He was called the world's youngest political prisoner when, as a six-year-old, he was taken into Chinese custody in 1995. He has not been seen or heard of since.
Indeed, the only image the world has of the Tibetan-anointed Panchen Lama, who turns 19 this month, is of a ruddy-cheeked infant staring apprehensively ahead. And apprehensive he may well have been.
For whatever his fate since then, it most certainly has not involved sitting on a gilded throne in Tibet's ancient Tashilumpo monastery, his traditional home amid the snow-capped Himalayan mountains of Xigaze, surrounded by chanting red-robed monks.
We know this because no sooner had the Dalai Lama announced that six-year-old Gedhun Choekyi Nyima was the newly reincarnated 11th Panchen Lama - the most important figure in Tibetan Buddhism after the Dalai Lama - than the boy was whisked away along with his parents and the Chinese installed their own choice, Gyaincain Norbu the son of Communist Party members.
It sounds like a farce: an atheist Communist regime that has no truck with reincarnation determining who is a reborn lama, an arcane religious practice surrounded by much myth, magic and consulting of oracles.
And events have taken an even more bizarre turn since. As of last year all would-be reincarnate lamas - influential figures revered by Tibetans as living Buddhas - have to apply for Chinese Government approval. Imagine the Pythonesque party debates: "He's not a living Buddha, he's just a naughty boy".
But the implications of that 1995 swap are far-reaching and far from farcical. This is becoming increasingly apparent as Tibet enters its most critical era since the Chinese invasion that prompted the Dalai Lama's flight into exile in 1959. Questions about the shape and future of the political and spiritual leadership are becoming increasingly pressing as the generation passes that saw - or fled - the events of half a century ago.
Yet, in all the coverage of recent Tibetan unrest, the fate of the Panchen Lama has been largely overlooked. China has said he is living quietly, but Tibetans fear he is detained and denied his spiritual education. There is no independent confirmation of his whereabouts. Has he had access in all these years to his family, education - spiritual or otherwise - and medical treatment? Is he under house arrest? And if so why?
The importance of the Panchen Lama lies in the key role he plays in determining who is the Dalai Lama, and vice versa. That leapfrogging has occurred for hundreds of years.
Control the Panchen Lama and you potentially control the selection of Tibetan Buddhism's main man - and the political direction of the restive region. A puppet Panchen Lama could eventually anoint a puppet Dalai Lama.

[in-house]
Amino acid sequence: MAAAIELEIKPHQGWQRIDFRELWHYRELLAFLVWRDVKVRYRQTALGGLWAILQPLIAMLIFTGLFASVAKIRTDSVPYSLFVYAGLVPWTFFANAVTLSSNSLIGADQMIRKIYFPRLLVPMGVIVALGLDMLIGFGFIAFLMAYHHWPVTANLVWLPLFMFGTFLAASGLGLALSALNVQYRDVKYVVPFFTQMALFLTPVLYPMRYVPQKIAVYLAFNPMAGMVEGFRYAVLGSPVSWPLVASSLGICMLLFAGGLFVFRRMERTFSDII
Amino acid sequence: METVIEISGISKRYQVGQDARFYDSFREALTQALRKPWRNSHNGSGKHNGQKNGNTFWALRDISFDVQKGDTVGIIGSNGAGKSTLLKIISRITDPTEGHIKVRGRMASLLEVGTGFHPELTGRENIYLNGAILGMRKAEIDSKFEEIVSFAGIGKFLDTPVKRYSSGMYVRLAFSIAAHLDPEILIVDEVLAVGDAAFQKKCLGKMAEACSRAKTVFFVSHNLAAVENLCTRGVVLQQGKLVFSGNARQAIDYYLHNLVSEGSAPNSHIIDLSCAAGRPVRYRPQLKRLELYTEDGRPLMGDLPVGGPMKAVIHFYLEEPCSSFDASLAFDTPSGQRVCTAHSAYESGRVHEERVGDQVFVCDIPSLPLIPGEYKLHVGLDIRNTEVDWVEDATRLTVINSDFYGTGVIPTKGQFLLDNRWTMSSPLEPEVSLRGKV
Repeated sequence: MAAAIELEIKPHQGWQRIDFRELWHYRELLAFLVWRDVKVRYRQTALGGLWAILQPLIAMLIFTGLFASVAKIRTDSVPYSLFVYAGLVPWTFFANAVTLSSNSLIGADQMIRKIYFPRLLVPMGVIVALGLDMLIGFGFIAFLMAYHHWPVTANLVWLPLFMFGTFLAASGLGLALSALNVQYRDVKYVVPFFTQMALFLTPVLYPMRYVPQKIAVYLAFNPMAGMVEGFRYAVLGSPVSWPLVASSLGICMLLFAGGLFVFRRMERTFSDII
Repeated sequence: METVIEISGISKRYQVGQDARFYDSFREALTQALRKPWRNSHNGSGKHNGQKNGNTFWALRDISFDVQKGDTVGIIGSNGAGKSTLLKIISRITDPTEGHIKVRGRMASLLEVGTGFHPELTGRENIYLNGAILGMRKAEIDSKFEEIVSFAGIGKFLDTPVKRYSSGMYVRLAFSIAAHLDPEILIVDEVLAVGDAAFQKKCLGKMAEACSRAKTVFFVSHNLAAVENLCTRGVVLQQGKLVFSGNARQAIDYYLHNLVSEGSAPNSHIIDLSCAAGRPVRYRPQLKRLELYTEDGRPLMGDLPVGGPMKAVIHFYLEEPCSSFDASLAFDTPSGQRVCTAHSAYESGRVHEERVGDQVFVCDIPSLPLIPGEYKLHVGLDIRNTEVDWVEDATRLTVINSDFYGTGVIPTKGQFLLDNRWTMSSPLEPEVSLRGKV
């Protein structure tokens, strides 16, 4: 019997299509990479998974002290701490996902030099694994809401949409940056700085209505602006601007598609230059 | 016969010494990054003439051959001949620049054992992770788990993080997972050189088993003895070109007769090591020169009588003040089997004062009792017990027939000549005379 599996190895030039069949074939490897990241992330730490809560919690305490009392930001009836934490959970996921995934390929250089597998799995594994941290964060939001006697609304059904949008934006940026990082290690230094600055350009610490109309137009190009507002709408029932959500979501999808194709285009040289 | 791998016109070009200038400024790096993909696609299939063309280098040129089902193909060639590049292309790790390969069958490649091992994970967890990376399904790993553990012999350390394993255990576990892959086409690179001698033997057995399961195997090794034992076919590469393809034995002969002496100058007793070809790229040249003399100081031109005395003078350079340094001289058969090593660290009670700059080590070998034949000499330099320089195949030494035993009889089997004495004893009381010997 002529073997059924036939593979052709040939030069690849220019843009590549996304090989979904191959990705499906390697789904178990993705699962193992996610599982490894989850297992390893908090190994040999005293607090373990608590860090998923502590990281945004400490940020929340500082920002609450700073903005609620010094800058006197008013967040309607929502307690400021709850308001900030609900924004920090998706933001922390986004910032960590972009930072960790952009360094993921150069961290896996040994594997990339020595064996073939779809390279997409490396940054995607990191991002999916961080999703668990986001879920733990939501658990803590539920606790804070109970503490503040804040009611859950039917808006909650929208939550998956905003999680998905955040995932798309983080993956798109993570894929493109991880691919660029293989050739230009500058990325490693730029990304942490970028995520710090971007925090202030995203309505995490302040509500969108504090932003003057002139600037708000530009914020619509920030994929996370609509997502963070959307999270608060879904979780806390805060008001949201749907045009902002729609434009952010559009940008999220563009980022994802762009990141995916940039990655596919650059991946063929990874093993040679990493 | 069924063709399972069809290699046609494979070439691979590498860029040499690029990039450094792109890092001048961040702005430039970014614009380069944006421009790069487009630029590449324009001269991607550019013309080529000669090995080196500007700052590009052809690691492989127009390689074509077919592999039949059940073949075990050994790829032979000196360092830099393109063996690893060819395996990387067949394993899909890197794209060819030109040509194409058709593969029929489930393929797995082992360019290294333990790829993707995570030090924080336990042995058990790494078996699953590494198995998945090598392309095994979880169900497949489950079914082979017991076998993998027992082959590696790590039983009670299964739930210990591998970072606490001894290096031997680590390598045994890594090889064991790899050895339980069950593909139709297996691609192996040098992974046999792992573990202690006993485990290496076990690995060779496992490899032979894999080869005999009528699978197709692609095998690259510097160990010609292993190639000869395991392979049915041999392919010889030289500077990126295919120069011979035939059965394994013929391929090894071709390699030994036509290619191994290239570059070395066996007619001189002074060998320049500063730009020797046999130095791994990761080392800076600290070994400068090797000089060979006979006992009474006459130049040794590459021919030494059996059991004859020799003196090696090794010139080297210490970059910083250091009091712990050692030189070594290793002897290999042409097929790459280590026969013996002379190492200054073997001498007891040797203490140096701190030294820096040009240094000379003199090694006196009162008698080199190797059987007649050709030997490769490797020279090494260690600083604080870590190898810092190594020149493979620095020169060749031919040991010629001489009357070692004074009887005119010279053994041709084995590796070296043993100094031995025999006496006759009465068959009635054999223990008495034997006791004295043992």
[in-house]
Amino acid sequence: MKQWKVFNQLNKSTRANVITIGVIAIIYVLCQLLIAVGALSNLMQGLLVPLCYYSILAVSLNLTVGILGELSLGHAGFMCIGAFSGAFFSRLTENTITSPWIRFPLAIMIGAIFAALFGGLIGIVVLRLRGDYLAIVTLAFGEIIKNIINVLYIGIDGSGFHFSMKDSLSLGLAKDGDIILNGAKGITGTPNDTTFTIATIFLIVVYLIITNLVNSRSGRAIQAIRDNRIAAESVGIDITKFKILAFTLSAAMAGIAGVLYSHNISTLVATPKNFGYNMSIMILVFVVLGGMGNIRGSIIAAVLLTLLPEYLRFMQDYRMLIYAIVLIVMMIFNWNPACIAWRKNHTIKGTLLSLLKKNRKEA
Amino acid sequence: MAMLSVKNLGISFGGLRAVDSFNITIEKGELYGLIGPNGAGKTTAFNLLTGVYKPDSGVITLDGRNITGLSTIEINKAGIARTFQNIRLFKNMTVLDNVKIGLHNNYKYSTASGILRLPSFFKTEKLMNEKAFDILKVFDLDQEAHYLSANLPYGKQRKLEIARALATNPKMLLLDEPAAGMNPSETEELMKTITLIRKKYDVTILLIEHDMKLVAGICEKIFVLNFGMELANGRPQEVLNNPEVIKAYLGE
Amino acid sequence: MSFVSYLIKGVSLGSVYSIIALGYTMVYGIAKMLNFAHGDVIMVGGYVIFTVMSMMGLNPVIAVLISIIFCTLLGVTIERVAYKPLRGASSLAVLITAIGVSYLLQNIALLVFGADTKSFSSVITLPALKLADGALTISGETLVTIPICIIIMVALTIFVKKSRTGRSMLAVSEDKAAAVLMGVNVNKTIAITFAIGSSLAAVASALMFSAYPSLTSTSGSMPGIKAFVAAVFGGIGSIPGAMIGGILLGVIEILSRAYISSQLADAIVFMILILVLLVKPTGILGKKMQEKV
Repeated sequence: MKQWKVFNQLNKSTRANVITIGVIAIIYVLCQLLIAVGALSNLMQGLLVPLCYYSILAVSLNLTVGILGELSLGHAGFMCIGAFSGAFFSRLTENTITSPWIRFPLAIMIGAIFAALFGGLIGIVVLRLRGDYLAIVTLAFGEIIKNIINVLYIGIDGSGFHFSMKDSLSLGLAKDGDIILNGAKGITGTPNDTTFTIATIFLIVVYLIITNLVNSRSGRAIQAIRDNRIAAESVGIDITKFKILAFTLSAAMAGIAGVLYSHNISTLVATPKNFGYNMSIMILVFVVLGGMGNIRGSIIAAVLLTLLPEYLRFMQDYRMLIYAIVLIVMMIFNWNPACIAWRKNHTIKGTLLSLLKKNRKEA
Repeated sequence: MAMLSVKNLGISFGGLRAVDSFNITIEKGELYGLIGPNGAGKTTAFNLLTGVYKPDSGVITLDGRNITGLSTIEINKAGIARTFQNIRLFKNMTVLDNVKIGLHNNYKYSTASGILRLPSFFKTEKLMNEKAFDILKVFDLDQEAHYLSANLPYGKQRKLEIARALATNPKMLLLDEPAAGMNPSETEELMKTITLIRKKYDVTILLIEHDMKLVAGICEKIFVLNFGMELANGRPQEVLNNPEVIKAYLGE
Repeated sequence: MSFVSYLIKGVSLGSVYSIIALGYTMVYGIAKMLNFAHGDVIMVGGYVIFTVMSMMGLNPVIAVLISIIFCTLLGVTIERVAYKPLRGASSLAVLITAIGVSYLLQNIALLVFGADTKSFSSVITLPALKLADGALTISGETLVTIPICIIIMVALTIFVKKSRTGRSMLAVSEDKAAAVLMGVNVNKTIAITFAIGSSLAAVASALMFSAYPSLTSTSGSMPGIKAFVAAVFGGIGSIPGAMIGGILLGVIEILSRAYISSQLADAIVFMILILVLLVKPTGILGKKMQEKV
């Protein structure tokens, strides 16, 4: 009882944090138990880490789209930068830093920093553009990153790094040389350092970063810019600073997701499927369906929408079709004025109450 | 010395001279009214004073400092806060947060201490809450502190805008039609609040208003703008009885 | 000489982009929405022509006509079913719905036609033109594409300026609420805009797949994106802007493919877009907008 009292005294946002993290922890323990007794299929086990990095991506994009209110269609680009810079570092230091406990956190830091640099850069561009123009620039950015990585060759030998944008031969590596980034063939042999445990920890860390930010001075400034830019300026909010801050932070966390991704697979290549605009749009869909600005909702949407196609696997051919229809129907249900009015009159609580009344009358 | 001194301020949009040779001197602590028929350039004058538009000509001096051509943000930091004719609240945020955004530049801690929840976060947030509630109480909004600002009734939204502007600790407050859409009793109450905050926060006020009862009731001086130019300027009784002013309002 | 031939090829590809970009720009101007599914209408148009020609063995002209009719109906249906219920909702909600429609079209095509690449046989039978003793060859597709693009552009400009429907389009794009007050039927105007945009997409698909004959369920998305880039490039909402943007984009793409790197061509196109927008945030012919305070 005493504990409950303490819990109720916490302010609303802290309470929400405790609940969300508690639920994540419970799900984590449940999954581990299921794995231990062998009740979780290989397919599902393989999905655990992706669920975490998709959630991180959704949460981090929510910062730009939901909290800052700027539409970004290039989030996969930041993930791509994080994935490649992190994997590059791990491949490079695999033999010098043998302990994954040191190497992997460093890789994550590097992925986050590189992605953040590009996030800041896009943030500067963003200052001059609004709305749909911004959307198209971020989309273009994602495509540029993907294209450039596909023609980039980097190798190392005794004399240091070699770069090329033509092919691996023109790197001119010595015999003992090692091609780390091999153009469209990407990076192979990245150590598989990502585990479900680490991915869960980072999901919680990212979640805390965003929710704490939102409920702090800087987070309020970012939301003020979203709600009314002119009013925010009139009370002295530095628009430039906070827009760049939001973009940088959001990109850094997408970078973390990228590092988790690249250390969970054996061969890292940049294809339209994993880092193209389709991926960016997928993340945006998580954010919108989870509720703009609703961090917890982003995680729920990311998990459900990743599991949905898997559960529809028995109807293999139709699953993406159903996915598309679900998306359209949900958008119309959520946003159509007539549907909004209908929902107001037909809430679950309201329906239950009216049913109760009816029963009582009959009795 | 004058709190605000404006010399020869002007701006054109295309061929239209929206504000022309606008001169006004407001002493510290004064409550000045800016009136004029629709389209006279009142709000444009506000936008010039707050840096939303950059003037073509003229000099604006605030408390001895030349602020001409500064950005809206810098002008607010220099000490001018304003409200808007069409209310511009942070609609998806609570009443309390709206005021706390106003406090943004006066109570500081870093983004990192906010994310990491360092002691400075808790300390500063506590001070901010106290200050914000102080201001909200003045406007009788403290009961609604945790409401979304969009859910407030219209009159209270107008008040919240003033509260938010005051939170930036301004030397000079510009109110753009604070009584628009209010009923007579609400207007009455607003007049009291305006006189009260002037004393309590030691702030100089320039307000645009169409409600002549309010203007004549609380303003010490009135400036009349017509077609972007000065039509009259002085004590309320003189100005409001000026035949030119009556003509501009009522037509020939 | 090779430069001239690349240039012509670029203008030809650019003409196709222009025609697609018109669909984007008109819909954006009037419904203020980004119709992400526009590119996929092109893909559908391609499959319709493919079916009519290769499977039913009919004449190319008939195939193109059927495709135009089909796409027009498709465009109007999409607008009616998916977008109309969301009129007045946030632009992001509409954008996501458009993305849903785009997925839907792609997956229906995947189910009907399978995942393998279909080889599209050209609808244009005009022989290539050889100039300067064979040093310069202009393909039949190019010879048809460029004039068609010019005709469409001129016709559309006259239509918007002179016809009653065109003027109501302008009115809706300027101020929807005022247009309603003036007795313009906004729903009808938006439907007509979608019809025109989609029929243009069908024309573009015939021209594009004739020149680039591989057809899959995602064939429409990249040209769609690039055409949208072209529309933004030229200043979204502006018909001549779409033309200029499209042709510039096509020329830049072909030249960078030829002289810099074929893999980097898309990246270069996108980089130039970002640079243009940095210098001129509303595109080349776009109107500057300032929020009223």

At least theoretically. Efforts to control the senior lamas have backfired. The 10th Panchen Lama, who many regarded as pro-Chinese, denounced Chinese rule days before he died suddenly in 1989 while the Karmapa Lama, the third-highest ranking, fled to India in 1999.
The current 14th Dalai Lama is arguably the world's longest-serving leader who, as the writer Pico Iyer has pointed out, he has led his people longer than Queen Elizabeth II, King Bhumibol Adulyadej of Thailand or Fidel Castro. And although he appears to be in robust good health - and active enough to plan a return trip to Australia later this year - at 72, he cannot live forever. Inevitably, what happens after his death must be occupying not only his thoughts and those of his government-in-exile in Dharamsala, India, but those of the Chinese leadership.
Little wonder then that the Dalai Lama has flagged recently that the role, which dates back to the 14th century, may change. There has been speculation in Tibetan circles for some time that he may be the last Dalai Lama. He has long said only that if the institution is no longer useful it will cease to exist. More recently he has said the role could be democratically elected.
This comes amid reports that China may be considering a political position within the Communist Party hierarchy for its Panchen Lama. The youth has appeared in public occasionally over the years, most recently to condemn last month's violence in Tibet and support the Government's actions. Violence ran contrary to Buddhism and was an attempt to split the country and undermine ethnic unity, he has been quoted as saying.
Meanwhile, the missing boy is now a man. He turns 19 on April 25. When Kevin Rudd visits China later this month, he may care to ask whether Gedhun Choekyi Nyima is still alive. And if he is, exactly where and how he will spend his 19th birthday.